Reverse Logistics

The Reverse Logistics is a collaboration of manufacturers, retailers and academics in getting the products back from the customers which are fit for disposal or products which have crossed its expiry dates back to OPMs is called Reverse Supply Chain Management.

Reverse Logistics is the process of moving goods from their typical final destination to another point, for the purpose of capturing value otherwise unavailable, or for the proper disposal of the products.

Reverse Logistics activities include:

  • Processing returned merchandise for reasons such as damage, seasonal, restock, salvage, recall, or excess inventory;
  • Recycling packaging materials and reusing containers;
  • Reconditioning, remanufacturing and refurbishing products;
  • Obsolete equipment disposition (EHM: Environmental Hazardous Materials)
  • Hazardous material programs(WEEE: Waste Electrical and Electronic Equipments)
  • Asset recovery.

With most companies, handling Product Returns also includes an important transaction with the customer who is returning the goods. This may involve the shipment of a replacement in the case of goods returned for a warranty issue. For other customers, it may also involve the issuance of a credit or refund.
The SCOR Model (Supply Chain Optimization Review) developed by the Supply-Chain Council now includes Reverse Logistics.

Reverse Logistics

Traditional Supply Chain improvement strategies have tended to focus on the forward logistics processes. New forces and an understanding of the connection to revenue and customer satisfaction are moving Reverse Logistics higher in the supply chain agenda. But this model for getting realized in current world of FSCM implementation would take time will still take time. As the return process i.e, the RSCM does not come with FSCM logistics. This involves hiring RSCM third parties as said.

Reverse Logistics Opportunity

It is time to rethink Returns. Reverse Logistics is an excellent strategic source of value added revenues. Manufacturers, Distributors and Retailers are struggling with the Reverse Supply Chain. Industry experts suggest the annual costs of Reverse Logistics total $35 billion. Product Returns handling is an important process of the supply chain that is not well handled even today even with world’s number one product sellers. Economic pressures for corporate profits are forcing manufacturers and retailers to look very hard at cost controls. Reverse Logistics is one of the few remaining opportunities that has NOT yet received much attention.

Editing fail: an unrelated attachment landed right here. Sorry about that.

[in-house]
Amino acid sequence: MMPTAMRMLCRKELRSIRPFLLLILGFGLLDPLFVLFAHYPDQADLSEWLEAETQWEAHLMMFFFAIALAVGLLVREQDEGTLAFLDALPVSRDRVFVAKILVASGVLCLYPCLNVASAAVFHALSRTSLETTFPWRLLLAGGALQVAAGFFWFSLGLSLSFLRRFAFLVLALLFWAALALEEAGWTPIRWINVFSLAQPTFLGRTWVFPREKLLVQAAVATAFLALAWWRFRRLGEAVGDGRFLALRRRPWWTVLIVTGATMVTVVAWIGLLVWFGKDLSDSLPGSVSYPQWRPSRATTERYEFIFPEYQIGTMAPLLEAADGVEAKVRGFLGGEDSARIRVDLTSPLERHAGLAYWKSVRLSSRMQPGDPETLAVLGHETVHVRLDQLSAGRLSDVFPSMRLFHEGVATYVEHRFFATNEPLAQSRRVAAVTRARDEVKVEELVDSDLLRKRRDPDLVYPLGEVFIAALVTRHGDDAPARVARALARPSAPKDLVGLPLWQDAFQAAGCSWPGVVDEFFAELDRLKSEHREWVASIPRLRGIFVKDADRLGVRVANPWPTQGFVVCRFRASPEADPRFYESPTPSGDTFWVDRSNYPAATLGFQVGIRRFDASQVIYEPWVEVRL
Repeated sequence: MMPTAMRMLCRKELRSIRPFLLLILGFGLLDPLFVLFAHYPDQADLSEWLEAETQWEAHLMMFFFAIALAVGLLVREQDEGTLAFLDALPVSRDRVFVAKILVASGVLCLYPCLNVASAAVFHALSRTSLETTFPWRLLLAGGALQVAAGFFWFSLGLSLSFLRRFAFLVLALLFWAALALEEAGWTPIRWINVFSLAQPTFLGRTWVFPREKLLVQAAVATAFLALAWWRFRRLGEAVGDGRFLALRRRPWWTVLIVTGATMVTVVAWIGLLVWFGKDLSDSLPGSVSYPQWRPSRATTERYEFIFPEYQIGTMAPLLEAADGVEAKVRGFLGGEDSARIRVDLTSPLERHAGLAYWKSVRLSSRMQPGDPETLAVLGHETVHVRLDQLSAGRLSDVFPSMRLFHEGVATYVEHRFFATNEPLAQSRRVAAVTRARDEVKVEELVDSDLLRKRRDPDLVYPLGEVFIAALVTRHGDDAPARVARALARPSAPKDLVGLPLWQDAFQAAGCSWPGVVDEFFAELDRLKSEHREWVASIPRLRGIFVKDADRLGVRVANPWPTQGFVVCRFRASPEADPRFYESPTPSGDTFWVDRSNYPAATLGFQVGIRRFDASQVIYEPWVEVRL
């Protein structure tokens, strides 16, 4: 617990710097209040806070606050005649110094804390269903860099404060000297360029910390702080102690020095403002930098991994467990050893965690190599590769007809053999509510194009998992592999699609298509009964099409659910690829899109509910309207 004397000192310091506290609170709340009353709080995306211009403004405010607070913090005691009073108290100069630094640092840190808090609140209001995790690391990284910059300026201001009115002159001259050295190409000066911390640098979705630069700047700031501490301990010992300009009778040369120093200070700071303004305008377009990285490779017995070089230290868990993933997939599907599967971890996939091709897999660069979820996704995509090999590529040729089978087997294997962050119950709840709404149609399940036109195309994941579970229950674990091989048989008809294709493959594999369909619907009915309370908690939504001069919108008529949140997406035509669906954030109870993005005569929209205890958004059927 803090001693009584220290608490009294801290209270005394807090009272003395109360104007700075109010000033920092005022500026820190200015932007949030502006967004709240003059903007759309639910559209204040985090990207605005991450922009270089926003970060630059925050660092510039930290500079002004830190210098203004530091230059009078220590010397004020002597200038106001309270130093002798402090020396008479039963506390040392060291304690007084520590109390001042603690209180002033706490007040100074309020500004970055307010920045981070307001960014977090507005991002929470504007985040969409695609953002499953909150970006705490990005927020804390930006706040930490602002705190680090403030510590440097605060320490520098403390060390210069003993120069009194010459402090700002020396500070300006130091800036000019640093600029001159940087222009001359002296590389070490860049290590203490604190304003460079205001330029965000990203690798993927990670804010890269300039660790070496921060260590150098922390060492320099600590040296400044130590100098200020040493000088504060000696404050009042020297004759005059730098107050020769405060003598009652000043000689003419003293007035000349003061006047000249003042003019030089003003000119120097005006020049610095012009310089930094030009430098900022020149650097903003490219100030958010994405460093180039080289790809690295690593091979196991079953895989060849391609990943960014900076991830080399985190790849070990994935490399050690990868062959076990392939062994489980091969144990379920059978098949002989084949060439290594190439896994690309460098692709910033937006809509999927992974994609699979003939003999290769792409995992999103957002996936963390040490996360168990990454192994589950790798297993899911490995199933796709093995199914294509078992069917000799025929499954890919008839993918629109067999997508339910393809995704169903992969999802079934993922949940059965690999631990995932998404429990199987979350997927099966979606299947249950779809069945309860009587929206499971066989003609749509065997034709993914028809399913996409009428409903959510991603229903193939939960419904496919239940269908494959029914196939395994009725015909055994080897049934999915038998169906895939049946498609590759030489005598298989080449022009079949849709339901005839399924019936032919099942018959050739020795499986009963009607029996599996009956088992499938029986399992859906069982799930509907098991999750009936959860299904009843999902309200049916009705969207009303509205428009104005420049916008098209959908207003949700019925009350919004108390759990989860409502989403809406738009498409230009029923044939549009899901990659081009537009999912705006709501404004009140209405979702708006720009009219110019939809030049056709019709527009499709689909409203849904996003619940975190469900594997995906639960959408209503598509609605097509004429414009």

Many Manufacturers and Retailers are looking to outsource Reverse Logistics and Product returns since it is not a strategic part of their business. But this could be cut down and the same cost can be used in implementing RSCM. They currently have very inefficient, slow and expensive processes for handling returns. Few tools or systems exist to assist in handling returns effectively. Considerable value is lost when these Returned Assets are not processed quickly and completely.

Traditionally, with a solid understanding of Reverse Logistics needs and processing, Reverse Logistics represents a quick and excellent source of high volume transaction fees that can be generated from your existing facilities and skill sets.

Difference between Reverse Logistics and Forward Logistics

Logistics typically refers to moving product in the forward direction. Reverse Logistics involves moving the product in the reverse direction, from the customer or channel partners back to the manufacturer. The biggest differences are as follows:

  • Open box – the units are usually being returned due to a problem, dissatisfaction or warranty issue. The warranty units could be 3 or even 5 years old.
  • Single units – the returned units often do not arrive in bulk on pallets. They are single units often in non-standard packaging.
  • Verification at Receiving – since the returning product is not in “new” condition, additional verification must be performed at receiving to ensure the expected product from a customer matches the actual received product.
  • Inspection and Grading – since the returned units are in various conditions they need to be processed through inspection or grading to determine where to stream the unit to recover the highest value.
  • Reconditioning – many returned items just require basic testing and repackaging. (Well within the existing capabilities of most logistics providers). Some units require more advanced repair work. The units are streamed back to the original manufacturer or to a service center for repair.

Retailers need to handle returns from their customers. These returns arrive in a variety of conditions, many with open boxes, some with defective units and many with no faults. A retailer needs to process these returns and maximize value from these returned items by getting them back on the store shelf, returning them to the manufacturer for credit, liquidating them through some other channel or scrapping them.

OPMs need to handle returns from multiple sources such as end-user customers, retailers, value-added resellers or distributors. The manufacturers typically require their customers to obtain an approved RMA (Returned Materials Authorization) or RA (Return Authorization) before accepting any product returns. These returns arrive in various quantities. The returns may be new stock, damaged stock, open box or defective.

The manufacturer’s main concern is to satisfy the customer or distribution channel partner who is returning the goods by exchanging the unit, repairing the unit or issuing a credit. The returned units need to be processed and then returned to inventory, repackaged, returned to the vendor, repaired or scrapped. The manufacturer needs to maximize value on these returned units by processing them quickly to yield the highest price through secondary market channels.

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